The basic advantage of this doctrine is that it equalizes access to theological truth across different levels of education and intelligence. This seems just, especially in the context of modern Western societies with democratic governments (both civil and ecclesiastical). However, this apparent benefit is outweighed by significant difficulties. First, the doctrine of the perspicuity of Scripture does not itself seem to be clearly taught in Scripture (one thinks of the Ethiopian eunuch's honest question in Acts 8:31, 'How can I [understand what I am reading] unless someone guides me?') Proponents of the doctrine would of course claim otherwise.
However, a second and more glaring problem is that different people read the Bible and come to widely diverging opinions about its meaning at the level of phrases, verses, and ultimately doctrines. What hits home when one undertakes academic theological study is that this is true not only of laypeople but also of "the experts"—professional scholars. Proponents of perspicuity have an answer to this conundrum, of course, and it lies in the qualifier 'devout': the Bible is clear enough for any devout reader to understand. Hence, when two readers come to conflicting, mutually exclusive conclusions about what the Bible teaches, the primary cause is not different education or intelligence, but different devoutness. It is the Holy Spirit, not the natural mind, that illuminates a person with the truth of Scripture, so only the person who is devout—i.e. in tune with the Holy Spirit—will understand the Bible.
This sounds satisfactory, but consider how it works out in practice. Each interested reader of the Bible operates from the following presupposition: my interpretation of the Bible is sound. (If I didn't believe this, I would adjust my interpretation until I became convinced of its soundness). If my interpretation of the Bible is sound, then I must be reading it devoutly. Consequently, anyone who arrives at a fundamentally different interpretation of the Bible must not be reading it devoutly. Thus, the doctrine of perspicuity seems to lead inevitably to the conclusion, "I read the Bible devoutly, and those who disagree with my interpretations don't." This, however, is a perspicuously arrogant statement! "Let anyone who thinks that he stands take heed lest he fall" (1 Cor. 10:12) It might be protested that this statement is not arrogant, because 'devoutness' has been defined in terms of Holy Spirit activity rather than personal merit. However, "My interpretations are illuminated by the Holy Spirit, and the interpretations of those who disagree with me aren't" still rests on the complacent assumption of one's own privileged, elect status.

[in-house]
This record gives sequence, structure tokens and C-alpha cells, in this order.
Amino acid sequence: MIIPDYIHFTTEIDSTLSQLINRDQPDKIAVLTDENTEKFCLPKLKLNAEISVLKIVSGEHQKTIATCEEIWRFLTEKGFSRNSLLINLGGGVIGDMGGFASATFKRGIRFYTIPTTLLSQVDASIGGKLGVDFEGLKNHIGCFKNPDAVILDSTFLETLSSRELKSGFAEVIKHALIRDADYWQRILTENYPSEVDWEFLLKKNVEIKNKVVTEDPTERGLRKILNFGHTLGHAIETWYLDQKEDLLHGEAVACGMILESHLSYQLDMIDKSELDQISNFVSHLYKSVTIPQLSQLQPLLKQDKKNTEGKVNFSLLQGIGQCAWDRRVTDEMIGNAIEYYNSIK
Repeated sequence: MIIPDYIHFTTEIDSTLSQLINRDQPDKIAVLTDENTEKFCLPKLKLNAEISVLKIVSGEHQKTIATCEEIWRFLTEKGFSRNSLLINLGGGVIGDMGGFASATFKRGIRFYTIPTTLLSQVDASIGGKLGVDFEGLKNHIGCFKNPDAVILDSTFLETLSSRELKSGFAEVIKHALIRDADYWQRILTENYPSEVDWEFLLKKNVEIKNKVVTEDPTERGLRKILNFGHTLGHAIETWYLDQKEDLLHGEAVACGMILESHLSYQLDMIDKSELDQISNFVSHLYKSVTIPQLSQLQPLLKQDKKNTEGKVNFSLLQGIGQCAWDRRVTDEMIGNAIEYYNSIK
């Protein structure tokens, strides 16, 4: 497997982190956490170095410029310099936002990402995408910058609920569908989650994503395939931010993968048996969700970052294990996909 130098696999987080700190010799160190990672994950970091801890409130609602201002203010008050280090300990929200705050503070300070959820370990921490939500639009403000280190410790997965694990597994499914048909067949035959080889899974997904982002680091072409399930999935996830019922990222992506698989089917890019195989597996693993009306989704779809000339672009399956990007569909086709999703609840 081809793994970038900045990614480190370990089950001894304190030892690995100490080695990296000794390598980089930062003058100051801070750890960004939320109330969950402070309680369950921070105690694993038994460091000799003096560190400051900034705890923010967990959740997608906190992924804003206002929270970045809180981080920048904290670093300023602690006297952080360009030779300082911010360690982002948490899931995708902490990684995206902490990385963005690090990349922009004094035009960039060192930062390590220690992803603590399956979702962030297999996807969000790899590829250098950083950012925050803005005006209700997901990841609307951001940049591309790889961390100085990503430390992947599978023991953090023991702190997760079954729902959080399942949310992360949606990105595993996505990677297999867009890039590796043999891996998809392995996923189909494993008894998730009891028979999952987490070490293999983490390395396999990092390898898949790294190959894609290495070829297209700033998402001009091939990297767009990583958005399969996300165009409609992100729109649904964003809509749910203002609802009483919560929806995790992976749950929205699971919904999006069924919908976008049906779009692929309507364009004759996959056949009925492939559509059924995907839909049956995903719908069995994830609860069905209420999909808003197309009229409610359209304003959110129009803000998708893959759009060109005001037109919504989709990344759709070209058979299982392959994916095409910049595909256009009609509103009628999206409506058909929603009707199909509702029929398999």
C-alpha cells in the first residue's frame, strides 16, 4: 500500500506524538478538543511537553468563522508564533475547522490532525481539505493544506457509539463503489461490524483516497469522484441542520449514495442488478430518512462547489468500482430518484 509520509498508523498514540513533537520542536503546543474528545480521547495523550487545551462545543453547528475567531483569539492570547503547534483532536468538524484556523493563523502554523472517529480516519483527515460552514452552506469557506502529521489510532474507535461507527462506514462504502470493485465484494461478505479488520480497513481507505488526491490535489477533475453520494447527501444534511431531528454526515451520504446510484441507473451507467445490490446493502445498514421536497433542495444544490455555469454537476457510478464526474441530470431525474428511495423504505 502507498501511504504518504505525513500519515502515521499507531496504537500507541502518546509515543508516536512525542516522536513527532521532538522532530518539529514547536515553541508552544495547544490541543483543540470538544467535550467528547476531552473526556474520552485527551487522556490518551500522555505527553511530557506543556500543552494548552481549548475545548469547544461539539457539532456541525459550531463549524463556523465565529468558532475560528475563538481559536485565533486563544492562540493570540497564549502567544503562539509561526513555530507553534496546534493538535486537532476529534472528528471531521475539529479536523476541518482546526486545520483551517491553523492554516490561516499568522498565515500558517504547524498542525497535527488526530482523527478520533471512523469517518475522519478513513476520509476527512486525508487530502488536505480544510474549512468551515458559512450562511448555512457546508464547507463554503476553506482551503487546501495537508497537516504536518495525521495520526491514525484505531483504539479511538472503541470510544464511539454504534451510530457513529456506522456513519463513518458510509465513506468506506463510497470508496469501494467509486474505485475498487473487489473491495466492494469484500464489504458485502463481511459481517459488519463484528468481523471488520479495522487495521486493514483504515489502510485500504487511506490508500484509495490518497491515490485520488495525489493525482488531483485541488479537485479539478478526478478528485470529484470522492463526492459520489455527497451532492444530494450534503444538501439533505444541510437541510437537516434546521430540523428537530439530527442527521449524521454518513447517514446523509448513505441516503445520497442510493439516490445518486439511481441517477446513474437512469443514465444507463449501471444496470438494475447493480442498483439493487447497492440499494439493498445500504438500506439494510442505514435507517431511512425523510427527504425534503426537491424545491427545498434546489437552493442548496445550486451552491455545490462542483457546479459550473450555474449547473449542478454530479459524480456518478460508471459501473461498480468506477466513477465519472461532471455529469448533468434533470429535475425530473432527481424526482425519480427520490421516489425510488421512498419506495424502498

The 'devoutness criterion' also encourages confirmation bias: readers and interpretations in agreement with my presuppositions are viewed with favour and those opposed to my biases are viewed with suspicion. The Bible seemed very easy to understand when I was a teenager, because I had not read widely outside the narrow faith tradition in which I was raised. Now I know better than to privilege my own presuppositions over those of others. "With humility think of others as being better than yourselves" (Phil. 2:3).
In my view, reliance on the doctrine of the perspicuity of Scripture ultimately entails trusting in my own devoutness. This I cannot do, so I must reject the doctrine of the perspicuity of Scripture. This is not to say nothing in the Bible is clear, or that personal study is a lost cause. It is only to assert that deducing sound fundamental doctrine from the Bible is not guaranteed for even the devout reader.
Option 2: The results of biblical scholarship
A second response to the question, How can I understand the doctrines of the Bible, and how can I be confident that my understanding is sound? is that study of the Bible is a very complex science and is therefore best left to academic experts. 'Scholarly consensus' is the best metric for ascertaining the true doctrines of the Bible.